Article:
US9037277B1 - Systems and methods for initiating action based on audio output device - Google Patents

Systems and methods for initiating action based on audio output device Download PDF

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US9037277B1
US9037277B1 US13495829 US201213495829A US9037277B1 US 9037277 B1 US9037277 B1 US 9037277B1 US 13495829 US13495829 US 13495829 US 201213495829 A US201213495829 A US 201213495829A US 9037277 B1 US9037277 B1 US 9037277B1
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audio output
output device
audio
computer
actions
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US13495829
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Foy C. Sperring
Ajay Arora
Taylor J. Huttner
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Audible Inc
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Audible Inc
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    • HELECTRICITY
    • H04ELECTRIC COMMUNICATION TECHNIQUE
    • H04RLOUDSPEAKERS, MICROPHONES, GRAMOPHONE PICK-UPS OR LIKE ACOUSTIC ELECTROMECHANICAL TRANSDUCERS; DEAF-AID SETS; PUBLIC ADDRESS SYSTEMS
    • H04R29/00Monitoring arrangements; Testing arrangements
    • HELECTRICITY
    • H04ELECTRIC COMMUNICATION TECHNIQUE
    • H04MTELEPHONIC COMMUNICATION
    • H04M1/00Substation equipment, e.g. for use by subscribers; Analogous equipment at exchanges
    • H04M1/60Substation equipment, e.g. for use by subscribers; Analogous equipment at exchanges including speech amplifiers
    • H04M1/6033Substation equipment, e.g. for use by subscribers; Analogous equipment at exchanges including speech amplifiers for providing handsfree use or a loudspeaker mode in telephone sets
    • H04M1/6041Portable telephones adapted for handsfree use
    • H04M1/6058Portable telephones adapted for handsfree use involving the use of a headset accessory device connected to the portable telephone
    • HELECTRICITY
    • H04ELECTRIC COMMUNICATION TECHNIQUE
    • H04MTELEPHONIC COMMUNICATION
    • H04M1/00Substation equipment, e.g. for use by subscribers; Analogous equipment at exchanges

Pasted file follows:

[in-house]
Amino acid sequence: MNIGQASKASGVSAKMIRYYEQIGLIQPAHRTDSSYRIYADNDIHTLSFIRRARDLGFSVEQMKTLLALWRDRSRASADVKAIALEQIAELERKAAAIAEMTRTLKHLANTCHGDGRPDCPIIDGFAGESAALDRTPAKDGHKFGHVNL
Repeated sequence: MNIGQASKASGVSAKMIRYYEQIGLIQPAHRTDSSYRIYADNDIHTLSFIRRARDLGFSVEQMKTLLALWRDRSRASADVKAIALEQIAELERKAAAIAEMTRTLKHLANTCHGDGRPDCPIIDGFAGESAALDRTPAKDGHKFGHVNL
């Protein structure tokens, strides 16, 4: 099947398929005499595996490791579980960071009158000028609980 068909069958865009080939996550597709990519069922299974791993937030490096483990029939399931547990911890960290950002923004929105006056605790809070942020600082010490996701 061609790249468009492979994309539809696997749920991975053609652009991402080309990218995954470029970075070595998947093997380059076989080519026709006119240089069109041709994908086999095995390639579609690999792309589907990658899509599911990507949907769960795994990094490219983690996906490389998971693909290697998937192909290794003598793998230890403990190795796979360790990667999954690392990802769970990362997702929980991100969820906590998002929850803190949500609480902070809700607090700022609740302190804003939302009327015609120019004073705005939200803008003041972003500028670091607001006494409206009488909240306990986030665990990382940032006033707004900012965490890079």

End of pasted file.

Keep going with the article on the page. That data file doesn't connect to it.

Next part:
• H04M1/72Substation extension arrangements; Cordless telephones, i.e. devices for establishing wireless links to base stations without route selecting
    • H04M1/725Cordless telephones
    • H04M1/72519Portable communication terminals with improved user interface to control a main telephone operation mode or to indicate the communication status
    • H04M1/72597Portable communication terminals with improved user interface to control a main telephone operation mode or to indicate the communication status wherein handling of applications is triggered by incoming communication events
    • HELECTRICITY
    • H04ELECTRIC COMMUNICATION TECHNIQUE
    • H04RLOUDSPEAKERS, MICROPHONES, GRAMOPHONE PICK-UPS OR LIKE ACOUSTIC ELECTROMECHANICAL TRANSDUCERS; DEAF-AID SETS; PUBLIC ADDRESS SYSTEMS
    • H04R2420/00Details of connection covered by H04R, not provided for in its groups
    • H04R2420/03Connection circuits to selectively connect loudspeakers or headphones to amplifiers
    • HELECTRICITY
    • H04ELECTRIC COMMUNICATION TECHNIQUE
    • H04RLOUDSPEAKERS, MICROPHONES, GRAMOPHONE PICK-UPS OR LIKE ACOUSTIC ELECTROMECHANICAL TRANSDUCERS; DEAF-AID SETS; PUBLIC ADDRESS SYSTEMS
    • H04R2420/00Details of connection covered by H04R, not provided for in its groups
    • H04R2420/05Detection of connection of loudspeakers or headphones to amplifiers
    • HELECTRICITY
    • H04ELECTRIC COMMUNICATION TECHNIQUE
    • H04RLOUDSPEAKERS, MICROPHONES, GRAMOPHONE PICK-UPS OR LIKE ACOUSTIC ELECTROMECHANICAL TRANSDUCERS; DEAF-AID SETS; PUBLIC ADDRESS SYSTEMS
    • H04R2420/00Details of connection covered by H04R, not provided for in its groups
    • H04R2420/07Applications of wireless loudspeakers or wireless microphones
    • HELECTRICITY
    • H04ELECTRIC COMMUNICATION TECHNIQUE
    • H04RLOUDSPEAKERS, MICROPHONES, GRAMOPHONE PICK-UPS OR LIKE ACOUSTIC ELECTROMECHANICAL TRANSDUCERS; DEAF-AID SETS; PUBLIC ADDRESS SYSTEMS
    • H04R2499/00Aspects covered by H04R or H04S not otherwise provided for in their subgroups
    • H04R2499/10General applications
    • H04R2499/11Transducers incorporated or for use in hand-held devices, e.g. mobile phones, PDA's, camera's
    • HELECTRICITY
    • H04ELECTRIC COMMUNICATION TECHNIQUE
    • H04RLOUDSPEAKERS, MICROPHONES, GRAMOPHONE PICK-UPS OR LIKE ACOUSTIC ELECTROMECHANICAL TRANSDUCERS; DEAF-AID SETS; PUBLIC ADDRESS SYSTEMS
    • H04R5/00Stereophonic arrangements
    • H04R5/04Circuit arrangements, e.g. for selective connection of amplifier inputs/outputs to loudspeakers, for loudspeaker detection, or for adaptation of settings to personal preferences or hearing impairments

Abstract

Described herein are systems, methods, and apparatus for initiating one or more actions based at least in part on an audio output device. Upon connection of an audio output device such as headphones one or more actions may be configured to occur. These actions may include playing at least a portion of an audio content, presenting information on a display, and so forth.